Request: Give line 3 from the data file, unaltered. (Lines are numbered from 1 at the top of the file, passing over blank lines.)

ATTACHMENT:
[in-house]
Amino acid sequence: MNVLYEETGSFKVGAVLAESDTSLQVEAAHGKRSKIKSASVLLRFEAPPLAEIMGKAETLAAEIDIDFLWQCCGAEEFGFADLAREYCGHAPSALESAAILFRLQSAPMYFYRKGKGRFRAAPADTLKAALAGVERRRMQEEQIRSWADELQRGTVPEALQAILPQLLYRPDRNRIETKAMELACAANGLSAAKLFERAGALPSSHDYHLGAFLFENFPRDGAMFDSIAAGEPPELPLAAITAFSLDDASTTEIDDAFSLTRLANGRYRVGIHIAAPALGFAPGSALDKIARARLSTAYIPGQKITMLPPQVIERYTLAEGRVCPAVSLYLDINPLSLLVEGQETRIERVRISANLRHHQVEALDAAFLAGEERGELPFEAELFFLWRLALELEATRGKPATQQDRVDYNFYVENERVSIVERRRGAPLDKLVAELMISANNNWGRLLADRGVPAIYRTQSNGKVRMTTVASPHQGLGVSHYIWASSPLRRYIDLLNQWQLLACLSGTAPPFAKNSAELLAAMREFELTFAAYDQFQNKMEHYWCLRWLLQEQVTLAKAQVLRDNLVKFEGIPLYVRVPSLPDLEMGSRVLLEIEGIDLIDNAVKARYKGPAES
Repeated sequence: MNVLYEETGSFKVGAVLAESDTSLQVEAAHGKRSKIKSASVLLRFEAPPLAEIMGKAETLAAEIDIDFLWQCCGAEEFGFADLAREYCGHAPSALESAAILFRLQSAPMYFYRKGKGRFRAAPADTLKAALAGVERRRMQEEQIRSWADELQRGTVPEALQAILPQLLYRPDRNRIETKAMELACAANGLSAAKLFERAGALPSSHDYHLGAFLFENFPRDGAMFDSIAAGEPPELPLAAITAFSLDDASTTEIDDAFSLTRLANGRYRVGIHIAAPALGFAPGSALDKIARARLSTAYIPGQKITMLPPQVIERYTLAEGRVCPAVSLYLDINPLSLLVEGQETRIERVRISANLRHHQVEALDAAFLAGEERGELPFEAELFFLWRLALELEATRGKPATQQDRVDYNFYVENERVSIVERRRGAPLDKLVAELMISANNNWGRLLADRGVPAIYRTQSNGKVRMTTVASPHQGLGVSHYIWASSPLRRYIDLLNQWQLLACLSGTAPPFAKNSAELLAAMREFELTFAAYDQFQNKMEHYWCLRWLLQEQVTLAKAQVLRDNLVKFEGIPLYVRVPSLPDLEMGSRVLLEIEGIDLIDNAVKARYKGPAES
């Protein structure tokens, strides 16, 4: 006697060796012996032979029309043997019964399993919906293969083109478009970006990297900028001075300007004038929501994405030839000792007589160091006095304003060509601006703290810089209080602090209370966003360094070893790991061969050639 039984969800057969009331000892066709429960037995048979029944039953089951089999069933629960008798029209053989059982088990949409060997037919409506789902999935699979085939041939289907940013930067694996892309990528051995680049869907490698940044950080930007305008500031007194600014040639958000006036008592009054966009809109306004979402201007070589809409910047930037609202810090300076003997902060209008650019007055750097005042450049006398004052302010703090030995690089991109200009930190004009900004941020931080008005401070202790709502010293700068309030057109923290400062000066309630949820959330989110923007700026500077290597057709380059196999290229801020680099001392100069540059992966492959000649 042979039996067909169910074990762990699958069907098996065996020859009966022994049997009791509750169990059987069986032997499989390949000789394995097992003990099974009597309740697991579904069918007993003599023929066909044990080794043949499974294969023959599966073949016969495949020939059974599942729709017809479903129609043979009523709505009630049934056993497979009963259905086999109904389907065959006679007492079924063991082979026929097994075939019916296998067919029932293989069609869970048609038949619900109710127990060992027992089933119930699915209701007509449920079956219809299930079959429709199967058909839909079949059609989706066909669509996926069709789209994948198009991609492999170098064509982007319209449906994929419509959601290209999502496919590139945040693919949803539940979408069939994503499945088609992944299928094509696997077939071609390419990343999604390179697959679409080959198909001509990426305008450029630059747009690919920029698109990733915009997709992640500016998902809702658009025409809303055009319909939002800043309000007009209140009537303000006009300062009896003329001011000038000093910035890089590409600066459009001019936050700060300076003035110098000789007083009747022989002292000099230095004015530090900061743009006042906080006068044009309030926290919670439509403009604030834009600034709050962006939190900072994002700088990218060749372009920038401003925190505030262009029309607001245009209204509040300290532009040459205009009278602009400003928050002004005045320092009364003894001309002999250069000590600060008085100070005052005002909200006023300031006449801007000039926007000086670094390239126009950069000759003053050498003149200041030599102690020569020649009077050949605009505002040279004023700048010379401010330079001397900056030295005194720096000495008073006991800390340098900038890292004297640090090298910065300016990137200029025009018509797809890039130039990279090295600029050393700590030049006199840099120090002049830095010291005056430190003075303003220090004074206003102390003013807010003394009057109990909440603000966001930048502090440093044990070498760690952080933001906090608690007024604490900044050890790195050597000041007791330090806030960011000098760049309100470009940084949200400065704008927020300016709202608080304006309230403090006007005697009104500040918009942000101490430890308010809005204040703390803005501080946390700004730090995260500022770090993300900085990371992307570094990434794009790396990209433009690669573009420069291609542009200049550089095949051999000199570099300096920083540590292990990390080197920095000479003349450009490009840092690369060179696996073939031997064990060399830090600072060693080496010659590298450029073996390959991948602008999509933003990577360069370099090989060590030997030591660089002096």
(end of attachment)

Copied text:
Repeated sequence: MNVLYEETGSFKVGAVLAESDTSLQVEAAHGKRSKIKSASVLLRFEAPPLAEIMGKAETLAAEIDIDFLWQCCGAEEFGFADLAREYCGHAPSALESAAILFRLQSAPMYFYRKGKGRFRAAPADTLKAALAGVERRRMQEEQIRSWADELQRGTVPEALQAILPQLLYRPDRNRIETKAMELACAANGLSAAKLFERAGALPSSHDYHLGAFLFENFPRDGAMFDSIAAGEPPELPLAAITAFSLDDASTTEIDDAFSLTRLANGRYRVGIHIAAPALGFAPGSALDKIARARLSTAYIPGQKITMLPPQVIERYTLAEGRVCPAVSLYLDINPLSLLVEGQETRIERVRISANLRHHQVEALDAAFLAGEERGELPFEAELFFLWRLALELEATRGKPATQQDRVDYNFYVENERVSIVERRRGAPLDKLVAELMISANNNWGRLLADRGVPAIYRTQSNGKVRMTTVASPHQGLGVSHYIWASSPLRRYIDLLNQWQLLACLSGTAPPFAKNSAELLAAMREFELTFAAYDQFQNKMEHYWCLRWLLQEQVTLAKAQVLRDNLVKFEGIPLYVRVPSLPDLEMGSRVLLEIEGIDLIDNAVKARYKGPAES